The bezel is the exception, as it has some somewhat abrupt edges, but the rest of the edges are melted and smooth. You have two color choices for the anodizing: Black and OD green (OD= olive drab). The finish is advertised as ‘military grade’ so who knows what it really is. It’s probably some kind of type III HA and it’s nicely done. The finish is less glossy and more matte, and more importantly, the finish is really durable and removing and replacing the pocket clip multiple times didn’t even phase it!

The light is milled from two aluminum alloys, depending on the color: The black color is the typical 6061 alloy, but the OD green model is milled from the superior 7075 aluminum alloy. This alloy is more durable and tougher (stronger), so it can take more abuse, and you need less aluminum for the same strength, which reduces weight. Since this is a pre-production light, there are some finishing anomalies present. The text/engraving for the tailcap selector seems a bit worn and not very legible unless the light hits it just right. Also, the tailcap selector labels are wrong: The ‘Lock’ position is the ‘TAC’ mode, and the ‘TAC’ mode is actually the Lock function. There’s also some tooling/mold marks on the plastic isolators for the back of the driver and the tailcap PCB, but hey, out of sight, out of mind right?

There’s a single spring at the tailcap and a solid contact for the driver. I think Wuben needs to address this and add a spring for the driver as it aids durability and reliability. The threads for the tailcap and the charge cover are rectangular and fully anodized with plenty of lube. They were very smooth and sealed with o-rings: two for the charge port (top and bottom), one single for the tailcap. The light is probably glued up besides, and Wuben gives the T4 an IP68 rating, one of the best! 

For the warranty, Wuben’s is a good one! From Wubenlight.com: 15-Day Replacement: Commencing from the date of purchase, should the product encounter any quality issues within the initial 15 days, you are entitled to opt for a replacement of the identical model. 1-Year Warranty: WUBEN provides a 1-year warranty specifically for rechargeable batteries; however, other accompanying accessories are not covered under this warranty. 5-Year Warranty (For Registered Users): Initiated from the date of purchase, users who have registered their product on the official WUBEN website are entitled to free repair services for any quality issues arising within five years (excluding accessories/batteries). Lifetime Maintenance: Effective from the date of purchase, should any issues arise after the initial 5-year period, WUBEN extends paid repair services exclusively to registered customers.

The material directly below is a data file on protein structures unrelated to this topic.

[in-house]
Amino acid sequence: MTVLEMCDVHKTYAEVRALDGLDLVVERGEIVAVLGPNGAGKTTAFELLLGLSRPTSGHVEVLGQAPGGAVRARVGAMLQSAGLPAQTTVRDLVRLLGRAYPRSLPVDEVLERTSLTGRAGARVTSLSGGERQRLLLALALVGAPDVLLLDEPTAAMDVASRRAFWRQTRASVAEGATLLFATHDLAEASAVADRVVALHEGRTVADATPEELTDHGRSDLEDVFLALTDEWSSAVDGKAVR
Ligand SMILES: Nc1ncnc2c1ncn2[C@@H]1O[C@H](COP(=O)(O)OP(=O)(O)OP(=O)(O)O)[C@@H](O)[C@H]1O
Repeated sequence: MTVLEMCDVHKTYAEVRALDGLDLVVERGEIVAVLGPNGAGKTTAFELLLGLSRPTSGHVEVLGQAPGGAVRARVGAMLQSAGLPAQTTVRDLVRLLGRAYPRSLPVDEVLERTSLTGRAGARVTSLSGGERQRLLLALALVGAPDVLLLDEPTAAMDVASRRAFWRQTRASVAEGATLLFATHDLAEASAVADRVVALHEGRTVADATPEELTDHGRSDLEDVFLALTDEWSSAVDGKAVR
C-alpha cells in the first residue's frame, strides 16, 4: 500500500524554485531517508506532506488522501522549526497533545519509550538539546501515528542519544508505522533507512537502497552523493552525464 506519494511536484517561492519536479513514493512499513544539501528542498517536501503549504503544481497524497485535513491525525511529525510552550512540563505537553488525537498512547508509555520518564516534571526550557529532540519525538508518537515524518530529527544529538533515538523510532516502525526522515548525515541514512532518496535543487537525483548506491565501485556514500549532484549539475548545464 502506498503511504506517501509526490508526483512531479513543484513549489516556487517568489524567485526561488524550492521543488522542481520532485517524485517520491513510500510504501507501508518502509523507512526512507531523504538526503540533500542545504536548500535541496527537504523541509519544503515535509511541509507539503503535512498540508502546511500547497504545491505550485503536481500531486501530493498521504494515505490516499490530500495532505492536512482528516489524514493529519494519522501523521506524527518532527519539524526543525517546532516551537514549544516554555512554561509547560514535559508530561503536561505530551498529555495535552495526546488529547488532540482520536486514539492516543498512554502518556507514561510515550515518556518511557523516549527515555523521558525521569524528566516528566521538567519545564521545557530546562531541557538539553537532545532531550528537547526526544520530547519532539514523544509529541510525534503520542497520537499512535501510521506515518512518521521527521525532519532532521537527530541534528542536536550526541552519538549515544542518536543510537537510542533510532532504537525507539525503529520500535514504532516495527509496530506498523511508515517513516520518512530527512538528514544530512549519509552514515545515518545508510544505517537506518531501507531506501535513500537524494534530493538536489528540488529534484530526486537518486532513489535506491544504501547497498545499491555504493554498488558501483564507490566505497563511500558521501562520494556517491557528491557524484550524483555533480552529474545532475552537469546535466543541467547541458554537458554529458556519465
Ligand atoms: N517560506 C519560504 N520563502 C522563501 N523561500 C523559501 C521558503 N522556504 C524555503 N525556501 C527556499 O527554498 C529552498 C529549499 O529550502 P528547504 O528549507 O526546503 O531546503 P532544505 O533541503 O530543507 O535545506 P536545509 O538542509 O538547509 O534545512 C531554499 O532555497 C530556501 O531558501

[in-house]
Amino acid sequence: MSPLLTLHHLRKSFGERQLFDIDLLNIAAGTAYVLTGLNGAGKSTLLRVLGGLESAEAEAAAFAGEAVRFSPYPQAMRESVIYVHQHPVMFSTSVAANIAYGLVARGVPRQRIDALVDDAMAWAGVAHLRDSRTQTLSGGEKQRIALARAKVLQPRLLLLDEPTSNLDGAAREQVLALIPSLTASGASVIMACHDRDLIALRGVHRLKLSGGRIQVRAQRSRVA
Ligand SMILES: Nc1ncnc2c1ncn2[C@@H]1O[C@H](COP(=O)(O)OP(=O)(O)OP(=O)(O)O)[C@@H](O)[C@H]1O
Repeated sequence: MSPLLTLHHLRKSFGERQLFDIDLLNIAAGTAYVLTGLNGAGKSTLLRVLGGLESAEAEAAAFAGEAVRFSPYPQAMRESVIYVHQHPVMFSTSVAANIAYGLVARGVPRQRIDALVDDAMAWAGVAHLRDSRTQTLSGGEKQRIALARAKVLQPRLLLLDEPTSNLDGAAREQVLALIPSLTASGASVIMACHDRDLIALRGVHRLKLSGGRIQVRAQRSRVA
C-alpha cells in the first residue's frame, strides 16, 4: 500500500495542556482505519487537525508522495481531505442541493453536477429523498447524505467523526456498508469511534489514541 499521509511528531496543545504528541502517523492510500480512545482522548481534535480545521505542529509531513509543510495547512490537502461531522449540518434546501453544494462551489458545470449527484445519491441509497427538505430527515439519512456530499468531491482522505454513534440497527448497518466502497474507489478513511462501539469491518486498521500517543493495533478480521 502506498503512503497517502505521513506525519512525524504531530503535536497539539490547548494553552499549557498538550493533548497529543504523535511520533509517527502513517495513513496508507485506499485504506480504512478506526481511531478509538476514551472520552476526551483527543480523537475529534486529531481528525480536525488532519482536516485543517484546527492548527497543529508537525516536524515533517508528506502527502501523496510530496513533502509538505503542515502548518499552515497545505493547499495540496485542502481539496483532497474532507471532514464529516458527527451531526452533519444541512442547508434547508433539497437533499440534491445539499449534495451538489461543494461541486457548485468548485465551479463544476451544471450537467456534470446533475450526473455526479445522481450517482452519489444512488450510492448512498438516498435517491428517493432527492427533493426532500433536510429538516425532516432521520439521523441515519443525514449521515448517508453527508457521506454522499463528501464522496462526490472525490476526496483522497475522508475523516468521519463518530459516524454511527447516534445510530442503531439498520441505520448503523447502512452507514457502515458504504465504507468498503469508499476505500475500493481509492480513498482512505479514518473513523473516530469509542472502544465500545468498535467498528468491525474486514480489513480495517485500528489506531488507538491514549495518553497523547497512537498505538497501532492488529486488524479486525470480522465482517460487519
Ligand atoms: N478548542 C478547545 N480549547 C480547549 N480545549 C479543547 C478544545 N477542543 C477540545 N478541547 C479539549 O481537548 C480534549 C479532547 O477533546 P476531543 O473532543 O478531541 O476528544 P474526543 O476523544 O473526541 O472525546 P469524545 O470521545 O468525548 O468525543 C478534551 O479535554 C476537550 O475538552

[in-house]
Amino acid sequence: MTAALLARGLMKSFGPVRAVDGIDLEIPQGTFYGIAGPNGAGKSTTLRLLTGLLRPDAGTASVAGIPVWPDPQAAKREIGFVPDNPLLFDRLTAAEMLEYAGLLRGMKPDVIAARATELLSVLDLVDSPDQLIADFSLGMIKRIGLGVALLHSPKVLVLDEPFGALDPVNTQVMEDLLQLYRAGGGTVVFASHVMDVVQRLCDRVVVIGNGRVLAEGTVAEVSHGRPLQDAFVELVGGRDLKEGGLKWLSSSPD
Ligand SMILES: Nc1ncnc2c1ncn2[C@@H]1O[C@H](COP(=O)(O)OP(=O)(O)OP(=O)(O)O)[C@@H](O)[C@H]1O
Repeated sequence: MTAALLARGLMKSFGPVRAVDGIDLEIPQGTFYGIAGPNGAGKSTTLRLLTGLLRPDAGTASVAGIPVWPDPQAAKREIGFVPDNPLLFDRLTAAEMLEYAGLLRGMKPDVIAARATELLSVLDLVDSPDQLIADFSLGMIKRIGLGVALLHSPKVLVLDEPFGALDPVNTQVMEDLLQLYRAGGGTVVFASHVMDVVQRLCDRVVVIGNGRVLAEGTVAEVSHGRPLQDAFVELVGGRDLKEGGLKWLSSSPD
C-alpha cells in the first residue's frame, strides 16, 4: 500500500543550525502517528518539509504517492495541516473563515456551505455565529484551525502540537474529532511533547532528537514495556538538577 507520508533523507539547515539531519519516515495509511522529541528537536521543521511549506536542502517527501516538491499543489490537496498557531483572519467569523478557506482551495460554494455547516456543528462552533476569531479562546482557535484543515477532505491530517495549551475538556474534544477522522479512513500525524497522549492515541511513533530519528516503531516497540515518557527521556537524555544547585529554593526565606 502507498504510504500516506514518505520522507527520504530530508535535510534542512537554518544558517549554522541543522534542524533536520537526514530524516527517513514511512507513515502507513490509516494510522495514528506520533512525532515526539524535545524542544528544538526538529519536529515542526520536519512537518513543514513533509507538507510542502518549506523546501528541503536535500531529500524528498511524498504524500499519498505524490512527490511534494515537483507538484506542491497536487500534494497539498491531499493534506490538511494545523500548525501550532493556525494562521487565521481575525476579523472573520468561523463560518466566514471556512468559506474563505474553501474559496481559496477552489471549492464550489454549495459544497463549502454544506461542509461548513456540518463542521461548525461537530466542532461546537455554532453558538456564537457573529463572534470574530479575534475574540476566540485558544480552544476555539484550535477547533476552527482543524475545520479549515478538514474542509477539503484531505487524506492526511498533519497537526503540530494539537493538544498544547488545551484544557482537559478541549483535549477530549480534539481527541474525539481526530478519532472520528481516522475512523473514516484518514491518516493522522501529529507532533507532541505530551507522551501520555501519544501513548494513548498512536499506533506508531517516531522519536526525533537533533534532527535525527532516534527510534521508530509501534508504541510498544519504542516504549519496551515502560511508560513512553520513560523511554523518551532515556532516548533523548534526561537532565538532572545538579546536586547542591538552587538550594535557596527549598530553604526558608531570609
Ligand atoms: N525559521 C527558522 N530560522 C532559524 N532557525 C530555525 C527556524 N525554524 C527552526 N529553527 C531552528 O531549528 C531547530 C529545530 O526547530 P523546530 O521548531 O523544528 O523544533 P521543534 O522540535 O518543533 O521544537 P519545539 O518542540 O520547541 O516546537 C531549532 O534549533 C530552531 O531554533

LED, Lens, Bezel, Beam, and Reflector

Wuben doesn’t provide the LED particulars, other than that it’s an ‘Osram.’ Peeking down the reflector gives it away instantly though and the LED is most definitely the KW CSLPM1.TG, aka. the W2. This is the 2mm2 version of Osram’s Ostar Projection LED series which also includes the CSLNM1, the 1mm2 version. These are domeless 3030 footprint LEDs running on 3 volts and are known for having low vF and very high intensity. The W2 has been in a ton of flashlights over the years and it’s a very versatile LED for pocket lights since it can be driven harder than the W1 and has about 50% more brightness (but less intensity). I think it’s an acceptable choice for the T4, but in 2024, it should be replaced with the far superior Luminus SFT-40-W.

Wuben, if you’re reading this, please swap in the SFT-40-W. The CCT is cool white around 6500K, which is fine for this application. Wuben gave the T4 a smooth reflector, and I measured it at 23 mm wide. The lens is a hardened glass, and it has a light AR coating. The bezel is a large one, and it has pronounced tips on each corner that protects the lens. There’s a nice blue anodized trim piece between the reflector and bezel that looks very nice (if a bit out of place). The beam is a nicely balanced mix of throw and side illumination. You get a focused hotspot with a bright corona and lots of spill. The beam is great, clean, and has plenty of beam distance for being so small.

Spectral measurements: 

I used the Opple Lightmaster Pro to measure the flashlight at 1 meter from the sensor. 

Mode:CCT:CRI Ra:duv
High5778 K64.60.0053

Dimensions and its competition


Wuben T4MillimetersInches
Head diameter341.3
Body diameter251

Dimensions are rounded to the nearest millimeter and the nearest tenth of an Inch.


Wuben T4Weight in gramsWeight in oz
Without battery no grip ring812.8
Without battery+grip ring903.2
With Wuben 183501053.7
With battery+grip ring1154.1

Weight is rounded to the nearest gram and tenth of an Oz.

Flashlight size comparison with its competition:

Group 1 left to right: Manker MC13 II, Manker E14 IV, Wuben T4, Amytek Prime C1 Pro USB Magnet

Group 2 left to right: Loop Gear SK01s LED, Wuben T4

Group 3 left to right EDC flashlights: Sofirn SP10 v3, Sofirn S31T, Olight Warrior Nano, Wuben T4

Wuben T4: User Interface and Driver

The driver isn’t mentioned, but I’m going out on a limb to say it’s probably a buck driver. The runtimes will tell of course. For the UI, Wuben pulled the simple card and that’s a good thing since they’re marketing it as a tactical-use light. Even without a manual, the UI was super intuitive and easy to learn and use. You get two lighting modes, TAC and Duty, which are selected with the rotary selector on the tailcap. Tac has two modes, and Duty has 3 modes. These are controlled by a single switch in a pretty clever way, although it’s not without a quirk. 

Available modes: 

  • Low, Medium, High

Available blinky modes: